Historically, there have been receipt spikes crafted from the plate of an old waffle maker or that have a coin tip tray attached (for the kind of club Mad Men executives would drink in). There’s no shortage of DIY models, either. A woman commenting on a discussion board about receipt spikes says, "My grandfather had one, in the form of a six-inch nail hammered through a small piece of wood. It's not exactly something you'd need to buy.” There are primitive and appropriately macabre models.

When a particularly difficult order is complete, some chefs will plunge the receipt down on the spike, puncturing the bill with force as if to exorcise the bad juju from it. That’s called spindling or spiking. Force will also be needed if several receipts are spiked at once. If a dish comes back to the kitchen for dispute, a chef will search the spike for the receipt to determine if the error was made by the kitchen, the server, or the “always right” customer.

Courtesy US Patent Office

Receipt spike injuries are a real thing. A patent issued in March 1949 for a Safety Spindle includes a spring loaded cap “for preventing the user’s hands from becoming engaged with the spike.” A model with a safety cap, manufactured in Korea, is still sold. An online search of chefs and kitchen injuries turns up some amusing and gory stories. Trading these tales is as satisfying as taking photos of full receipt spikes. In one, a chef reaching out to catch a falling receipt spike punctures his hand. Another features a cook impaling an arm on a receipt spike during lunch service. Did that person stumble or slam a fist down on the counter without looking? Either way, as the story goes, that line-cook champion finished service before attending to the injury.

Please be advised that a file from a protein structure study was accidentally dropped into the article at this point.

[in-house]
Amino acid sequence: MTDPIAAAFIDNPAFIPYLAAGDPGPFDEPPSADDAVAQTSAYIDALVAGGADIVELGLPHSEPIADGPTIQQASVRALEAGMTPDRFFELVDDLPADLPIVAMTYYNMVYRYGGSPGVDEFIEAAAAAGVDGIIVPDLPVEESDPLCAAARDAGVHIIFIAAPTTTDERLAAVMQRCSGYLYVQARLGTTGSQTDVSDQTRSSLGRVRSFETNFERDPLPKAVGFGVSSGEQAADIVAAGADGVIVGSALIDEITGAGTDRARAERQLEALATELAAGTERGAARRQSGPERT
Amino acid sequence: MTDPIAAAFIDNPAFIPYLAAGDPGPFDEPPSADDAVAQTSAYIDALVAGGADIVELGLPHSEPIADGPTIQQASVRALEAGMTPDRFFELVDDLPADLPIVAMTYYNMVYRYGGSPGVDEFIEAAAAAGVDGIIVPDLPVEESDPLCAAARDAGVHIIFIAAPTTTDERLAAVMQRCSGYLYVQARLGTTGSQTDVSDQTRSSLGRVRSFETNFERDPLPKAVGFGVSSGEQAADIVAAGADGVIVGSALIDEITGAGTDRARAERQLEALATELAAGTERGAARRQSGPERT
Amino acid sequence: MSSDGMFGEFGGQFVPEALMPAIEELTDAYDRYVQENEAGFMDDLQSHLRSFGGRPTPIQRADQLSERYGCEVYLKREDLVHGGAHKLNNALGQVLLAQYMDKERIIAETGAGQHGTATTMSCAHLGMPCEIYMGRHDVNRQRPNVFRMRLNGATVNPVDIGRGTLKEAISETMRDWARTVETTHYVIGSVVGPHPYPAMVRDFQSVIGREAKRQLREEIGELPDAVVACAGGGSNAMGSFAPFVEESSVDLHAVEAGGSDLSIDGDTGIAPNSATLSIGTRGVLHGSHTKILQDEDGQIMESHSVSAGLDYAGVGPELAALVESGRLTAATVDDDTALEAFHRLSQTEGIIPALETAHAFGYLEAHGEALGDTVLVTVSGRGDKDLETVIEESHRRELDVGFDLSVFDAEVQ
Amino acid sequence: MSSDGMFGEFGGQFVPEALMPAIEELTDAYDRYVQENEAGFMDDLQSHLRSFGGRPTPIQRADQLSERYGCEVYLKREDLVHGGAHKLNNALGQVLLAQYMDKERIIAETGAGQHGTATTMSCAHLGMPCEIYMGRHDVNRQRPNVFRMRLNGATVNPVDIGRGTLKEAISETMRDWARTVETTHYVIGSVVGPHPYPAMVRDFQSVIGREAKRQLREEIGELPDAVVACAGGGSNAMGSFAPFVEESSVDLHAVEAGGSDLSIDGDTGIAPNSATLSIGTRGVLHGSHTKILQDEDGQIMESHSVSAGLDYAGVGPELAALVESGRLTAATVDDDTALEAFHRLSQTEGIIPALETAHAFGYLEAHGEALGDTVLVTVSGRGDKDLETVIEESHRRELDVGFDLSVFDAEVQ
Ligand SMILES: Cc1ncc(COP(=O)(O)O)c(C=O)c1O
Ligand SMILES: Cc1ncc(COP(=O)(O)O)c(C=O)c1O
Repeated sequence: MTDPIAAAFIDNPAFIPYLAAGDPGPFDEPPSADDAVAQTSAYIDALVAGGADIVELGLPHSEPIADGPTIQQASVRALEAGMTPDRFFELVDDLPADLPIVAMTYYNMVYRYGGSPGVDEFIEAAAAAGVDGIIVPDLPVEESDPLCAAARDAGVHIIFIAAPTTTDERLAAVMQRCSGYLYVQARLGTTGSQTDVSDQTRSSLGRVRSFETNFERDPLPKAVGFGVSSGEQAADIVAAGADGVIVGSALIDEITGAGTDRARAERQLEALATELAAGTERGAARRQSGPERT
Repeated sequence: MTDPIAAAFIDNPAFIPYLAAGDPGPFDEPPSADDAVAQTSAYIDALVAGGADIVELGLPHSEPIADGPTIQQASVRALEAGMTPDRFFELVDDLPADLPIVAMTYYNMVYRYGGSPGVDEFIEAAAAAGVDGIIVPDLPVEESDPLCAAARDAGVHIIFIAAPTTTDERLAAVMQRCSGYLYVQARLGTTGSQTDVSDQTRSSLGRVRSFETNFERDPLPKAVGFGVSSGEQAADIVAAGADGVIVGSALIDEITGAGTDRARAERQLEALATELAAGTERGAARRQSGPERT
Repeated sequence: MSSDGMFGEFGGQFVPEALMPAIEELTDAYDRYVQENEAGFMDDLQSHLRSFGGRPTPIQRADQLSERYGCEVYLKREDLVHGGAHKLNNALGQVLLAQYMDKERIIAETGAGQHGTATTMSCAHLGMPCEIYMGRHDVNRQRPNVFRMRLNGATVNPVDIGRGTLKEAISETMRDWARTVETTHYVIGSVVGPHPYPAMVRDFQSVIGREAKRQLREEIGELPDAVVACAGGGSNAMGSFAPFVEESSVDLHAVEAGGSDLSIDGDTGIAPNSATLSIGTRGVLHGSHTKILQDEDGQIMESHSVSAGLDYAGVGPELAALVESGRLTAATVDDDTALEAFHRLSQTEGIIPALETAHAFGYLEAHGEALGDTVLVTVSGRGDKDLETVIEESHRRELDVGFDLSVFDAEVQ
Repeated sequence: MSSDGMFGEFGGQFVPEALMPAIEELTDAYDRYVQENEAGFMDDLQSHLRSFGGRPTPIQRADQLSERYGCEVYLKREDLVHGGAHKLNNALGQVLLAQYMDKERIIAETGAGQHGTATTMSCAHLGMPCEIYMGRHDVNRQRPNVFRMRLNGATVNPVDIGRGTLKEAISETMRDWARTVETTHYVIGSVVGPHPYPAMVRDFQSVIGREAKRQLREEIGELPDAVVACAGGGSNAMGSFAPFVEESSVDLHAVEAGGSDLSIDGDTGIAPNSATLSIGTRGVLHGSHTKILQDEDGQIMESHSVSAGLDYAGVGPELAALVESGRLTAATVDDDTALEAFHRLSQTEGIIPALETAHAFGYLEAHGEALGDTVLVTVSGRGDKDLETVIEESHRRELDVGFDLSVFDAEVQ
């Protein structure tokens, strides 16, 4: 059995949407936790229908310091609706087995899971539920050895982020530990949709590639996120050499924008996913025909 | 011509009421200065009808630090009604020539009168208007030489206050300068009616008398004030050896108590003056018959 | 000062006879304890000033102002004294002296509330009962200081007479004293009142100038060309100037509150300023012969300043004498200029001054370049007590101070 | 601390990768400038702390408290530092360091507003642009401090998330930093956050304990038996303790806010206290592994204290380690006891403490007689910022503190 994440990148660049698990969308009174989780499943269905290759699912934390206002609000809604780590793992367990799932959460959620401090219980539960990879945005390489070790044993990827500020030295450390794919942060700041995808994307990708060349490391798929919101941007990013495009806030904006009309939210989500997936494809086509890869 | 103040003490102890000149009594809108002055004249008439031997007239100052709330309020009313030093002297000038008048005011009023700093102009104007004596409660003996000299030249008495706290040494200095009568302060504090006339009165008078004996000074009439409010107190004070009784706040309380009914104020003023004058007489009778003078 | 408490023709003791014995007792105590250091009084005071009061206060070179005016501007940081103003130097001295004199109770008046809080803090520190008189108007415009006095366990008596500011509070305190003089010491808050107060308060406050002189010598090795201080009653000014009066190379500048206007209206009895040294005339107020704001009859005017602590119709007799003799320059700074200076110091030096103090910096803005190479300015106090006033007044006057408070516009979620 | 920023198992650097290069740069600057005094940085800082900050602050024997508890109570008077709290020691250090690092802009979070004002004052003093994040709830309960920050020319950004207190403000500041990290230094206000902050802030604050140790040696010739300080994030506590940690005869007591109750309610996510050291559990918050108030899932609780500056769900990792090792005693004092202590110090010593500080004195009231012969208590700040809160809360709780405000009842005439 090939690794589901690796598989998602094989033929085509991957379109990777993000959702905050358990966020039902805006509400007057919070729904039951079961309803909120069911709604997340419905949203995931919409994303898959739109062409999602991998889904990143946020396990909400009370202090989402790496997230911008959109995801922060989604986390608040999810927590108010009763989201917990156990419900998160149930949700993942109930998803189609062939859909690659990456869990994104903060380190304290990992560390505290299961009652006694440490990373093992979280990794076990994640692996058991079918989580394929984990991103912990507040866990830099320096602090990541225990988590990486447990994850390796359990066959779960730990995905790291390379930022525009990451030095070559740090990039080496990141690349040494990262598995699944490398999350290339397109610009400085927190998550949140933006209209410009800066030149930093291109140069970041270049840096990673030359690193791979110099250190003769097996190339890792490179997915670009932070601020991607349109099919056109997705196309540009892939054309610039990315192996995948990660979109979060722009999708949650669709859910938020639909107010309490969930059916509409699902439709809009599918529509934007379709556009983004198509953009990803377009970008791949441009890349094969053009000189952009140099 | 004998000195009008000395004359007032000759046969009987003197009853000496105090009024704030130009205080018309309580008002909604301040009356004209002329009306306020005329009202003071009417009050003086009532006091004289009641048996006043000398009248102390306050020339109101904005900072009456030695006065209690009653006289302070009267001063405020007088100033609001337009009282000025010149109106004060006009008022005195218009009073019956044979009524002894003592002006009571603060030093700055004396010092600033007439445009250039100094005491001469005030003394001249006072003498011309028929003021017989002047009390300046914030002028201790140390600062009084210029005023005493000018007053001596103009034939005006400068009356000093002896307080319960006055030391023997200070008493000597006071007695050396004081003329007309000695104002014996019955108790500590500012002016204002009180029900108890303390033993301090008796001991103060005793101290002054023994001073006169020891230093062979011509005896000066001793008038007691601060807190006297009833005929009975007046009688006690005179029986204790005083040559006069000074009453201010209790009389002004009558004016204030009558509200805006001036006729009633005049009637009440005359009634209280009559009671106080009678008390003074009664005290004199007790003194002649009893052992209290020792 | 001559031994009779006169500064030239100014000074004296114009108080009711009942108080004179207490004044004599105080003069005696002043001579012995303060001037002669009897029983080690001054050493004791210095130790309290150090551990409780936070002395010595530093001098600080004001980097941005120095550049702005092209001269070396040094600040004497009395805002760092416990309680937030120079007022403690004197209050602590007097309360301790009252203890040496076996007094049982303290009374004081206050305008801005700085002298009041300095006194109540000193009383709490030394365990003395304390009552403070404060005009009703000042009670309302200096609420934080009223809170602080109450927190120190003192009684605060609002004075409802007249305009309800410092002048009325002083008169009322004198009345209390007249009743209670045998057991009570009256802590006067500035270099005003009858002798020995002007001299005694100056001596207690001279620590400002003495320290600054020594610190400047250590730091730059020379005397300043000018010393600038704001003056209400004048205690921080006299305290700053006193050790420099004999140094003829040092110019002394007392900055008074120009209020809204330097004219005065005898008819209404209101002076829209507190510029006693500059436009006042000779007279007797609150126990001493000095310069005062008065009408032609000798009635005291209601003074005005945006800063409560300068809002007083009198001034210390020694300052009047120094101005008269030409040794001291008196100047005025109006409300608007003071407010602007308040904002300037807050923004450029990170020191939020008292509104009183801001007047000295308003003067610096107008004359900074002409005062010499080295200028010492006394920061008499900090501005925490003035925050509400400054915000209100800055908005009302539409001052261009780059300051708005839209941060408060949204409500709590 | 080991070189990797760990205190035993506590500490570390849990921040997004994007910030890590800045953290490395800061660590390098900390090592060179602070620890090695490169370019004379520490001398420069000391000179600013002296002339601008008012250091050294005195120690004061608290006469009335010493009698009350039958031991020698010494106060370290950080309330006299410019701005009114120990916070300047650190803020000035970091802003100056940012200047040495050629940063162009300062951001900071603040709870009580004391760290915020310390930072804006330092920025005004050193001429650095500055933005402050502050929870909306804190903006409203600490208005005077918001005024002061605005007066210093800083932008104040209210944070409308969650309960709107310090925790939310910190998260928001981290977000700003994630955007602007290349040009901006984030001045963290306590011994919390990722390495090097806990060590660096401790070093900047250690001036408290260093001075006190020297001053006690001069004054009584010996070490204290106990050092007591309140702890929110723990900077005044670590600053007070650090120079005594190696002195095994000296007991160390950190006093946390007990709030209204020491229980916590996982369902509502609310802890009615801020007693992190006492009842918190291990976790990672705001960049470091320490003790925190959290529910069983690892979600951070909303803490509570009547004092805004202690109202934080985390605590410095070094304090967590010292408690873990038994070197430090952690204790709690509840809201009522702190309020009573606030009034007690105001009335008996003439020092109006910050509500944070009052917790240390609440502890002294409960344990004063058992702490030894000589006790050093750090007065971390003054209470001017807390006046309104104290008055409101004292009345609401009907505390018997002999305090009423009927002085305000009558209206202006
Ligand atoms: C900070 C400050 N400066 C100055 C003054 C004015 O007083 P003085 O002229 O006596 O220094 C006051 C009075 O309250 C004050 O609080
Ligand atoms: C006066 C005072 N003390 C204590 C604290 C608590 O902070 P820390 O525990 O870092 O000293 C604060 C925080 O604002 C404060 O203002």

That industry-insider storytelling helps cement the chit spike’s appeal. Toronto food writer and chef Ivy Knight recalls working for a chef who would lose his shit often. “If a waiter mispronounced ‘pancetta,’ if someone put more than six haricots verts on a plate, he'd scream ‘Fanculo!’ and throw something, usually the chit spike,” she says. “Luckily, he had bad aim, and no one was ever impaled.” Deron Engbers, executive chef of the Cambridge Club in Toronto, even has a receipt spike tattoo. “I didn’t want to get a pig or a knife,” he says. “Without chits there’s no cooking. It’s a part of the culture.” His tattoo’s likely one-of-a-kind: He’s yet to see one like it.

It could be that receipt spikes will not see another 50 years in restaurant kitchens. Many fast-food operations no longer leave a paper trail of orders, instead keeping the workflow strictly digital. At some point, the rest of the industry will surely follow. So what will replace the photos of full receipt spikes after a monumental service? Maybe images of blank or blinking terminals will be the way chefs convey their team’s prowess, digital (not tangible) proof of having slain another Saturday night.

Deborah Reid is a Canadian writer and chef based in Toronto.
Editor: Erin DeJesus